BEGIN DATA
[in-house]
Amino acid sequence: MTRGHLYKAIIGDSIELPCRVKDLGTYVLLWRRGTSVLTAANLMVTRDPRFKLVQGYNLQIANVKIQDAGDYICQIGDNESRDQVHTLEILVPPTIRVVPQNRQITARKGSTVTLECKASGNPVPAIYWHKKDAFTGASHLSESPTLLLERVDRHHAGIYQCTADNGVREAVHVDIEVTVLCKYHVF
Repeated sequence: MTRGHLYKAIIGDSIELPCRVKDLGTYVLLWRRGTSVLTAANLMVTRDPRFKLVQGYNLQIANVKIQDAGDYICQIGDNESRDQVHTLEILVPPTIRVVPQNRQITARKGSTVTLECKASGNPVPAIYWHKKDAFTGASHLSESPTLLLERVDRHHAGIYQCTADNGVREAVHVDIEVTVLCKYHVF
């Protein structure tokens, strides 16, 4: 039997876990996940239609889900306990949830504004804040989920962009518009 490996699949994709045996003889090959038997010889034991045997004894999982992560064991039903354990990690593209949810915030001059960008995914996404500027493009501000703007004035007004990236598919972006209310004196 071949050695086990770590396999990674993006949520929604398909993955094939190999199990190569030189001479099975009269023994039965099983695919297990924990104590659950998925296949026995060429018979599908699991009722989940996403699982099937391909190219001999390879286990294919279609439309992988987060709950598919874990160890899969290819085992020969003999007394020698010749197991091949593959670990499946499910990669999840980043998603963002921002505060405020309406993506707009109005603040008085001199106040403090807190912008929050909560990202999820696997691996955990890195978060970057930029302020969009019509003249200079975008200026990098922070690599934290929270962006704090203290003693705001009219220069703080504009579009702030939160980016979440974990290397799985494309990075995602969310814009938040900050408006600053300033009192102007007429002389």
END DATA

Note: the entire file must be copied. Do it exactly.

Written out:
[in-house]
Amino acid sequence: MTRGHLYKAIIGDSIELPCRVKDLGTYVLLWRRGTSVLTAANLMVTRDPRFKLVQGYNLQIANVKIQDAGDYICQIGDNESRDQVHTLEILVPPTIRVVPQNRQITARKGSTVTLECKASGNPVPAIYWHKKDAFTGASHLSESPTLLLERVDRHHAGIYQCTADNGVREAVHVDIEVTVLCKYHVF
Repeated sequence: MTRGHLYKAIIGDSIELPCRVKDLGTYVLLWRRGTSVLTAANLMVTRDPRFKLVQGYNLQIANVKIQDAGDYICQIGDNESRDQVHTLEILVPPTIRVVPQNRQITARKGSTVTLECKASGNPVPAIYWHKKDAFTGASHLSESPTLLLERVDRHHAGIYQCTADNGVREAVHVDIEVTVLCKYHVF
């Protein structure tokens, strides 16, 4: 039997876990996940239609889900306990949830504004804040989920962009518009 490996699949994709045996003889090959038997010889034991045997004894999982992560064991039903354990990690593209949810915030001059960008995914996404500027493009501000703007004035007004990236598919972006209310004196 071949050695086990770590396999990674993006949520929604398909993955094939190999199990190569030189001479099975009269023994039965099983695919297990924990104590659950998925296949026995060429018979599908699991009722989940996403699982099937391909190219001999390879286990294919279609439309992988987060709950598919874990160890899969290819085992020969003999007394020698010749197991091949593959670990499946499910990669999840980043998603963002921002505060405020309406993506707009109005603040008085001199106040403090807190912008929050909560990202999820696997691996955990890195978060970057930029302020969009019509003249200079975008200026990098922070690599934290929270962006704090203290003693705001009219220069703080504009579009702030939160980016979440974990290397799985494309990075995602969310814009938040900050408006600053300033009192102007007429002389």